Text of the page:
Questions by Alice Beazer
 Adele Park’s latest novel examined the impact of sudden wealth on a group of old friends. Just my Luck is full of surprises, and hard to put down! I was delighted to interview Adele Parks about her book, the writing process, and the darker turn in her recent novels.

1.First and foremost, congratulations on publishing your 20th novel in 20 years- that is a major achievement! Throughout your career as a writer, you have written within many genres, including historical fiction, ‘women’s fiction’, and now domestic noir. Was this a deliberate transition as a writer? What drew you towards this darker genre?

Thank you for the lovely congratulations! I simply feel lucky that I’ve had the opportunity to do what I love for 20 years. When I wrote my two historical novels, I was very aware that I was writing something entirely different. The process required significantly more research to nail the book in the period. However, with all my other novels, I wasn’t really aware of genre. My process is that I just write the story I want to write. Then, when I present the manuscript to my publishers, they start the conversation about how we should communicate what the book is about, and therefore what genre it is. I do see that my work has become darker. I think that happened after I wrote about WW1. Maybe my view on what constitutes a satisfying ending changed. I no longer believed in the conventional happily ever after, I think I was more interested – and willing to investigate – human frailty; the mistakes we make, the cruelty we are prepared to inflict. However, I’m eternally optimistic about the human race so even though my novels have become a shade or two darker, I think I still offer my readers hope. 

2. In Just My Luck, we witness the unravelling of Lexi’s seemingly perfect nuclear family after winning the lottery. What was the spark of inspiration which drew you towards this event, which all the action within the novel revolves around?

I have a very good friend who works for the lottery company. He’s one of the most brilliant and kind people I’ve ever met and so I was very interested when he once told me he thinks winning a million pounds is the dream. I surmised from that comment that winning more might be a nightmare. That was the spark of the idea.

3. The novel is narrated mostly by Lexi, but also by her teenage daughter Emily and in third person. Why did you choose to write the novel in this way? Why did you choose to focus on the female perspectives? And how did you switch between such contrasting voices – of a materialistic millennial and her mother?

In 16 of my 20 novels I offer more than one viewpoint, (sometimes there are multiple, I think the most I ever attempted was 8 points of view). Over half of those novels have been written from male and female perspectives, a few have had viewpoints across generations. It’s an utter joy to be able to play with viewpoint. In real life we’re not very practiced at it, naturally we see things from our own perspective, and often we struggle to understand one another because of that. The lottery win happened to the entire family and had a distinct, although equally profound, impact on each of them, it made sense to have more than one voice so the individual impact could be closely explored. It’s a lot of fun writing contrasting voices because they offer up different secrets. It means the author and reader are in cahoots, we know more than the characters do. Although, I always structure my novels so there are some surprises for my readers.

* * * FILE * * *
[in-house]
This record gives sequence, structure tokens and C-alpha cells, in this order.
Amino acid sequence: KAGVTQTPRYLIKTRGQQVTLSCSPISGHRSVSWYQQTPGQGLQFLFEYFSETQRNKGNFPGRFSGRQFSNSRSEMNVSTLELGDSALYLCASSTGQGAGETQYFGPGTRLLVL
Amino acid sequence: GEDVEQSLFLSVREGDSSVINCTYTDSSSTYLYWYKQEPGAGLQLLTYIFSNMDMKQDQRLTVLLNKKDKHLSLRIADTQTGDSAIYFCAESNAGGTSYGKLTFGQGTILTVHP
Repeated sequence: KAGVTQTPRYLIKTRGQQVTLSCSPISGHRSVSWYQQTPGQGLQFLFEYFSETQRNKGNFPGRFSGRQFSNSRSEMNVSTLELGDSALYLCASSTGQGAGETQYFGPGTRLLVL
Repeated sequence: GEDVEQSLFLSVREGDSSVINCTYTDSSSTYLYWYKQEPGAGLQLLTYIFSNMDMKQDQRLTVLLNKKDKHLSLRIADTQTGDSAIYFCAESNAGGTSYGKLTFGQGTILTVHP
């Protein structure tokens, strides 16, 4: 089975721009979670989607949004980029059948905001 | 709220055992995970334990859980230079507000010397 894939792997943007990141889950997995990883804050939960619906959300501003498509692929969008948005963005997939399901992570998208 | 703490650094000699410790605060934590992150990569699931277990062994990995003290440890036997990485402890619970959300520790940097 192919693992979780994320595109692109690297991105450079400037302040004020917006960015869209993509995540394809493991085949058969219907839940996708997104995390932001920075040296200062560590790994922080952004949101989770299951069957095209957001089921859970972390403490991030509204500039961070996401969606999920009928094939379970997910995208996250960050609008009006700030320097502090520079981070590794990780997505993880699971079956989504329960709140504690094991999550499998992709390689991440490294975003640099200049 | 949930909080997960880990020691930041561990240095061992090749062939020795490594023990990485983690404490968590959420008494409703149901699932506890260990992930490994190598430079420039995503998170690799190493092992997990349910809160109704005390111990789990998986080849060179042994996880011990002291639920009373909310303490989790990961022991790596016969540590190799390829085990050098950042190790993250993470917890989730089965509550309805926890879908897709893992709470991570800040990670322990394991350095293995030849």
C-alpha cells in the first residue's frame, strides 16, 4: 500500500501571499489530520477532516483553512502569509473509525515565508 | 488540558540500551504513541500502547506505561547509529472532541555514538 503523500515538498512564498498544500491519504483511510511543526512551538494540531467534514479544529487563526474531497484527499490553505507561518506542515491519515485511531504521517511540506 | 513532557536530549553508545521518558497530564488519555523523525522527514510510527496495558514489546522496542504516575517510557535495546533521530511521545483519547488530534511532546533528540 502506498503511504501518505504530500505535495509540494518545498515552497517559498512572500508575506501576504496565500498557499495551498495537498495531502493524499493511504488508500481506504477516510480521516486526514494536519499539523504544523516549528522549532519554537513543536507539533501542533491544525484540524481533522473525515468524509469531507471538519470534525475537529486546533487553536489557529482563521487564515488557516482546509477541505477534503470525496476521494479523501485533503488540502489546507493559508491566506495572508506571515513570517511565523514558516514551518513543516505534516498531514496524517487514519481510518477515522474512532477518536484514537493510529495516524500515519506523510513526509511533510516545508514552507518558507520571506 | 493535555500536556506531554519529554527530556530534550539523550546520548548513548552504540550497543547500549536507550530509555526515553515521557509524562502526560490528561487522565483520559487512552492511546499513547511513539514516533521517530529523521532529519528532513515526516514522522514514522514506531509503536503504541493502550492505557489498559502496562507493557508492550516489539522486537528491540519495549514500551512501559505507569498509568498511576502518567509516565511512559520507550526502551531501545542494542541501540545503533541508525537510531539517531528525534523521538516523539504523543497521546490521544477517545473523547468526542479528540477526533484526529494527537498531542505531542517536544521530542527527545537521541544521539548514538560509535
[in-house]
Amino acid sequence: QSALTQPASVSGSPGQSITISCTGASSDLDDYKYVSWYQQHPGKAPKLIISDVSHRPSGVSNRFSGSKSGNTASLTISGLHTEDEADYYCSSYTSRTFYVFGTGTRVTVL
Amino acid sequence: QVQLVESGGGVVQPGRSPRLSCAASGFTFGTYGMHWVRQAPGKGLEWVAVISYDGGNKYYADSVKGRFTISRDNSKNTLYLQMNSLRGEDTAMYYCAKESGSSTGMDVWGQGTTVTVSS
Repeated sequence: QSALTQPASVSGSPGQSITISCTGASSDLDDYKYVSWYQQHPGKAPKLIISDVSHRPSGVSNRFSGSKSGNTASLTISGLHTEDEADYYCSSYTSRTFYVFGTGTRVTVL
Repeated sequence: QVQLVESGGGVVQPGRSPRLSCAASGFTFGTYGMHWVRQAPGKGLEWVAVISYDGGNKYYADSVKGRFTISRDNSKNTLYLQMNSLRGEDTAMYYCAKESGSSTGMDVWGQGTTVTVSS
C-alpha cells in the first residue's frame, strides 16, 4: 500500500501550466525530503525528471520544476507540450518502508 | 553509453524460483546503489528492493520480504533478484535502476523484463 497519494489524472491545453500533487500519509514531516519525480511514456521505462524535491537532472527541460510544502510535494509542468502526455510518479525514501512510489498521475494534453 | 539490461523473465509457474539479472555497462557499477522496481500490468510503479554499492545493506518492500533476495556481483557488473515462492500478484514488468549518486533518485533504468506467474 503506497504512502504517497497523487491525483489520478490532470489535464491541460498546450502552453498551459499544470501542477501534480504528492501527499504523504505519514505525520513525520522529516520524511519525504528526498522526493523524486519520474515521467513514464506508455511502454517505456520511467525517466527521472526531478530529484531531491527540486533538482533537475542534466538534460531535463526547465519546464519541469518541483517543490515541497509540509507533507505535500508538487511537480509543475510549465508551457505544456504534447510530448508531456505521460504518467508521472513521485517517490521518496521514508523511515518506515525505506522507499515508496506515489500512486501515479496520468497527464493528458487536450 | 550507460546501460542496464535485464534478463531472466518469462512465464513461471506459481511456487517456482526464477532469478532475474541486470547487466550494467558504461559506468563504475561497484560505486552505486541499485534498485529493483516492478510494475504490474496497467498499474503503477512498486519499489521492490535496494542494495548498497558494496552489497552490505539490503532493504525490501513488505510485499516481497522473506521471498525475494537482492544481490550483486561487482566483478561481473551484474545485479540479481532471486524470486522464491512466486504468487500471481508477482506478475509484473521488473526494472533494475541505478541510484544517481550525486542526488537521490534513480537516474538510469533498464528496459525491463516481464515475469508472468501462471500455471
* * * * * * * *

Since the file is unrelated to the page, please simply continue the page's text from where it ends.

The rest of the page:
4. Another important topic touched upon in this novel is the criminal behaviour of wealthy landlords, who let their tenants – in this case, Toma – live in terrible conditions. Why did you want to include this within your novel? 

The novel is about what money can buy. The truth is we live in a world where there are incredible discrepancies between those who have and those who have not. Some of those chasms are due to geographical factors which are possibly harder to solve; people born into war torn countries, or countries with challenging extreme climates are going to have different experiences to those born in peaceful, temperate climes. However, I find it shocking and unacceptable that in countries rich with resource and opportunity, that some people exploit others for their own personal financial gain. Slum landlords exist and they should not. There is no excuse for that cruelty and exploitation. So, to an extent, I wanted to draw attention to an issue that deeply offends and saddens me however Toma is also a plot device. He’s a beacon of hope, he has an unwavering moral compass. I think we needed him in amongst all the moral ambiguity.

5. What is your approach to the writing process?

Very early on in my career, my agent told me that every word of a book would work harder if I knew where the book was going. I took that literally and so always plan quite carefully. My books are known for being surprising, there’s often a big reveal at the end of the novel, that wouldn’t be convincing if I hadn’t anticipated the shift all the way along. I tend to write scenes in order too.

 6. This is our crime special – so I must ask, who are your favourite crime authors?

Ian Rankin, Peter James, Kimberley Chambers and Jane Casey are my fav crime writers. Lisa Jewell, Louise Candlish and Lucy Foley write stonking psychological thrillers.

7. Finally: are you working on your 21st novel at the moment? Is there anything you can tell us at this point? 

I am 45,000 words into it. It’s pretty dark. That’s it.

 Adele Parks, author of JUST MY LUCK, published May 14th by HQ HarperCollins